If you’re receiving SSDI benefits, make sure that you are seeing your doctor regularly. Medical documentation is required by the SSA for continued benefits. If you receive a notice from the SSA about a Continuing Disability Review, you should respond as soon as possible, or you may risk losing your benefits.

The most common reasons that SSDI benefits end include:

  • The disabled person returns to work
  • The disabled person’s disability improves
  • The disabled person serves time in jail or prison

If your work status changes, you should notify the SSA of the changes as soon as possible. You are required to report the following changes:

  • You start or stop working
  • Your work tasks, work hours, or work pay changes
  • You begin paying for disability-related expenses that you need to work

If you return to work while you are receiving Social Security disability insurance benefits, you may be able to receive SSDI benefits for a specified amount of time. If you earn more than $910.00, the SSA will consider it a trial work month. In such cases, you are allowed to continue receiving benefits until you have 9 total trial work months within a 60-month period.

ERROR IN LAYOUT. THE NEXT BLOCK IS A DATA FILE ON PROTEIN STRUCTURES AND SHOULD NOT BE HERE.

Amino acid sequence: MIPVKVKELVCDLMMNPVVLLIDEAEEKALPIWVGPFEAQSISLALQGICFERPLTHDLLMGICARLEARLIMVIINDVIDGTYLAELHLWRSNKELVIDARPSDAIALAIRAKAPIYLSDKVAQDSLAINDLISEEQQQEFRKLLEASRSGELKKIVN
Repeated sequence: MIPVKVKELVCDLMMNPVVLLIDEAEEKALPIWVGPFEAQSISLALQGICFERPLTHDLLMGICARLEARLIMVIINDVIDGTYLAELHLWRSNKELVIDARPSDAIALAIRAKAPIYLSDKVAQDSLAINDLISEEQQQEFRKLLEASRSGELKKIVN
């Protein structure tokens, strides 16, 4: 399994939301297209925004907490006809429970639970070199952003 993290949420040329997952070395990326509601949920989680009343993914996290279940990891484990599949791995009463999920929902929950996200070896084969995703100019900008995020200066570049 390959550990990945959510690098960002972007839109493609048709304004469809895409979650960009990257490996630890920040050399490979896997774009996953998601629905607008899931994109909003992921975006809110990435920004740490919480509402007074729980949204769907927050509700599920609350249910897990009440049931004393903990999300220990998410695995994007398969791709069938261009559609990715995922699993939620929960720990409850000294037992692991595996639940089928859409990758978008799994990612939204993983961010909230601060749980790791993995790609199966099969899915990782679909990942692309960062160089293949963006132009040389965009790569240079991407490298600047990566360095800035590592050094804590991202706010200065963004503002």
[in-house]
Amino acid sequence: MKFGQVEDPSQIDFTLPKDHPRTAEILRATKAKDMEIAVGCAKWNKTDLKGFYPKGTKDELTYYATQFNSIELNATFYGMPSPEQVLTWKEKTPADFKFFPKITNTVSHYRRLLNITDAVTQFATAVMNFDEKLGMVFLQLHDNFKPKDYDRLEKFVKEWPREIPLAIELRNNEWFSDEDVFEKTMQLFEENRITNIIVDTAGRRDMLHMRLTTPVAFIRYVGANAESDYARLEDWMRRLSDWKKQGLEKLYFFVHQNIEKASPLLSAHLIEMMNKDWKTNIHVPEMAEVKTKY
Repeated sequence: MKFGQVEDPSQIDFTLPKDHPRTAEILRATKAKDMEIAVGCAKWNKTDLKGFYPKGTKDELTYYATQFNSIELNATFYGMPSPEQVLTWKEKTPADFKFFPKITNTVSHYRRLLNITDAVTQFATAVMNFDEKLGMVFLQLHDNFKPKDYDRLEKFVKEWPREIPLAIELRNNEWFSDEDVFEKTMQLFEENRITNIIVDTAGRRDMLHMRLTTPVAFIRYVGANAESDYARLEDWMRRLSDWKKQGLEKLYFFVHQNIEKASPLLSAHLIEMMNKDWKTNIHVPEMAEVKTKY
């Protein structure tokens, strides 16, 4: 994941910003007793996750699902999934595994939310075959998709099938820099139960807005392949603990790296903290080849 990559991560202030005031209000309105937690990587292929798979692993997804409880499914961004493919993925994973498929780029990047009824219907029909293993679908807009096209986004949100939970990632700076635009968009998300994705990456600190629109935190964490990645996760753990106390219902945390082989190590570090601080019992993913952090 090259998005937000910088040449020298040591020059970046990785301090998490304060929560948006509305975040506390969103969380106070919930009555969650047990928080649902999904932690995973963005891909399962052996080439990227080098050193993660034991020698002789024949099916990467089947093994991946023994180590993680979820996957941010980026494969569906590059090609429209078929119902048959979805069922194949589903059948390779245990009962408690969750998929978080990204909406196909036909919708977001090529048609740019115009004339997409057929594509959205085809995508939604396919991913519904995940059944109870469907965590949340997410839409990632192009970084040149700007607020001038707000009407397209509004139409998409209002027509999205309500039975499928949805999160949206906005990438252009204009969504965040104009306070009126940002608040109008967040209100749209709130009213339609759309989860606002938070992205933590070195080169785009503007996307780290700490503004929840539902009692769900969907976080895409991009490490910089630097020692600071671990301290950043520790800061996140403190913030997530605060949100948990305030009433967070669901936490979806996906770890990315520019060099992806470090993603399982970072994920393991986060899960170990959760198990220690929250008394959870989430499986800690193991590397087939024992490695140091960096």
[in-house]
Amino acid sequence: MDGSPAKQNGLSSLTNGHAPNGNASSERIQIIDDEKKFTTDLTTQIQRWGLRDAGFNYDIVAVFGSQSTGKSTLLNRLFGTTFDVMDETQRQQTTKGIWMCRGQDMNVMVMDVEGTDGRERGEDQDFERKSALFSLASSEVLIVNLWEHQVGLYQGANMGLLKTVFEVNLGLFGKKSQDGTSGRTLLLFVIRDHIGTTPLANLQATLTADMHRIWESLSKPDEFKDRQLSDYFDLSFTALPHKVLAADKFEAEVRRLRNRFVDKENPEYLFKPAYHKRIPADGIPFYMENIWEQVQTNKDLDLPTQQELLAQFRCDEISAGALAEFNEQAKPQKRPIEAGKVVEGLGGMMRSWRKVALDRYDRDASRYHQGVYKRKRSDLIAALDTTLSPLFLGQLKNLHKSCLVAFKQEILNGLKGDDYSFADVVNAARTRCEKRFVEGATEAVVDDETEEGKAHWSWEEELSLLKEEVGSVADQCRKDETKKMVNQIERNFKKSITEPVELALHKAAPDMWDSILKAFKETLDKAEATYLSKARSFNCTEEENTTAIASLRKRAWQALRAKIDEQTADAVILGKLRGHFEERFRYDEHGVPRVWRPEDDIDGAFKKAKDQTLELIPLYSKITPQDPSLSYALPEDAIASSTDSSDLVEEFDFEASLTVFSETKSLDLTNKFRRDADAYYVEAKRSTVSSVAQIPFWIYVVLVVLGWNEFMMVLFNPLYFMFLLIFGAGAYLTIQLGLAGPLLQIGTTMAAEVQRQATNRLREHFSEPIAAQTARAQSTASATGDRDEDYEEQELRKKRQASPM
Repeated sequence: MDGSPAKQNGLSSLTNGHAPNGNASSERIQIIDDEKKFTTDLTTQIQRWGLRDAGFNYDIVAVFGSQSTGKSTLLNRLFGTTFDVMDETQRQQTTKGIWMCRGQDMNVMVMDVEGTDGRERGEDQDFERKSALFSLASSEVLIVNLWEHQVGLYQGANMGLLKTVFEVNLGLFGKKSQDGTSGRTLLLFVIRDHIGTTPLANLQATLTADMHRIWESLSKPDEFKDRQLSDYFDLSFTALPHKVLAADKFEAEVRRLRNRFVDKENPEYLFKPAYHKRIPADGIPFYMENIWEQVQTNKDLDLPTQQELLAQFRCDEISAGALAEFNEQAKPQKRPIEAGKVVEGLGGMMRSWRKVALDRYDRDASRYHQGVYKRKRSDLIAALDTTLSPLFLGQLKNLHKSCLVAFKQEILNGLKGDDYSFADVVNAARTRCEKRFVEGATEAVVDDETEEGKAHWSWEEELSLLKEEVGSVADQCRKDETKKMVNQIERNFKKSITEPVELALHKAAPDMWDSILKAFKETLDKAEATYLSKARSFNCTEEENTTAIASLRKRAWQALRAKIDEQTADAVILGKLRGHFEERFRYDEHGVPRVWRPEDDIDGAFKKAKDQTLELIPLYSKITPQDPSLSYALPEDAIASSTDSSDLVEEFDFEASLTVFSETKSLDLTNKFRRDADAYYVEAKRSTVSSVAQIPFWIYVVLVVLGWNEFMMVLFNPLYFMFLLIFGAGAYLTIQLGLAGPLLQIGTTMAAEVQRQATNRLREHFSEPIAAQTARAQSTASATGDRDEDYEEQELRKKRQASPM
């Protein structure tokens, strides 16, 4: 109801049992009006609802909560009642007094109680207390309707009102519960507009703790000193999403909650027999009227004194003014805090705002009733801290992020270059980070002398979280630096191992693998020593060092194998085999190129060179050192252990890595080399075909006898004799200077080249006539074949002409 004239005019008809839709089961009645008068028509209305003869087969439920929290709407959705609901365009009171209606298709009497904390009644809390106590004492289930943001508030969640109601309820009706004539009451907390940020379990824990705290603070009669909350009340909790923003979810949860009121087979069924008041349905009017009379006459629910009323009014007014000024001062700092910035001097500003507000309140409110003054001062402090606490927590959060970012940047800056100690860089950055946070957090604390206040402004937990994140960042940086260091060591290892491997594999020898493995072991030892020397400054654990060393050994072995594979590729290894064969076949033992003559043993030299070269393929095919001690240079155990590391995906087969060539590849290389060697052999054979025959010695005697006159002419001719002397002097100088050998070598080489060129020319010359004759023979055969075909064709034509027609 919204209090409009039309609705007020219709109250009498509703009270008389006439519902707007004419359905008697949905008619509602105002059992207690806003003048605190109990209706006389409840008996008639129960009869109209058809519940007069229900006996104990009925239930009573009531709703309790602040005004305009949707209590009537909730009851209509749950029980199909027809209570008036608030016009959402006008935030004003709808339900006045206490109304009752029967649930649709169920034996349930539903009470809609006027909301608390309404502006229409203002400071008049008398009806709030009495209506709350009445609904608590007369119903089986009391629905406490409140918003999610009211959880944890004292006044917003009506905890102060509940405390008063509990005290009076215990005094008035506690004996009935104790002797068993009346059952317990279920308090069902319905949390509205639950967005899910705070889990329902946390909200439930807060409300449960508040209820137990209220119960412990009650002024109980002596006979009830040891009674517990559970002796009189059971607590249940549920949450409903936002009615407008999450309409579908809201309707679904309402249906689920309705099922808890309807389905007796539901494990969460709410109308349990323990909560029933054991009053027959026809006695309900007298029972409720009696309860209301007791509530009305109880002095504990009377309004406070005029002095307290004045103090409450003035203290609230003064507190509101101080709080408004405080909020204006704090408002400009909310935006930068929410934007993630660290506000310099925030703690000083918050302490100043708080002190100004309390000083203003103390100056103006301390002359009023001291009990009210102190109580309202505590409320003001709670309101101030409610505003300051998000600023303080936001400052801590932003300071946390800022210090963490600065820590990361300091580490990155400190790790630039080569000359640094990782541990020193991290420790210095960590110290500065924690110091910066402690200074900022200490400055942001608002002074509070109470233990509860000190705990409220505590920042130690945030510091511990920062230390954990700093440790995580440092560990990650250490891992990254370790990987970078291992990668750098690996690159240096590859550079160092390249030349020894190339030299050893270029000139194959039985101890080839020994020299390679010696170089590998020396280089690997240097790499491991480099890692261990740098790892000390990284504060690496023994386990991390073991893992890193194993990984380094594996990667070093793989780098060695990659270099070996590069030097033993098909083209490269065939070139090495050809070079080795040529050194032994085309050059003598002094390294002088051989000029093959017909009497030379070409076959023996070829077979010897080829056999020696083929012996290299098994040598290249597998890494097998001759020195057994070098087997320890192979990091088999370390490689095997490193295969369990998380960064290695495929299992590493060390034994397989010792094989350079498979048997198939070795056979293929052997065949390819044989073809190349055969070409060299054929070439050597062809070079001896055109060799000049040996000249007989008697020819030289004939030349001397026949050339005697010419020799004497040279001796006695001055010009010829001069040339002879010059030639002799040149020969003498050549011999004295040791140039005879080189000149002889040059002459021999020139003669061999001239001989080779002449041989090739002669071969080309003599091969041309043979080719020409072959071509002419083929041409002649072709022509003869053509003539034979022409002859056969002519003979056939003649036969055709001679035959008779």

If your SSDI benefits are denied or lost, Social Security disability attorneys can help with legal advice and questions on SSDI claims and benefits. If you are planning to file a disability claim or need help with an existing claim, you should know how to find a good disability lawyer with experience that represents your best interests.

How Does the Renewal and Review Process Work?

The SSDI disability review process relies on an applicant’s previous work history, the severity of his or her disability, and how long he or she will be out of work. To determine disability, the SSA uses a 5-step process that includes important questions. The answers to these 5 questions will determine eligibility for SSDI benefits: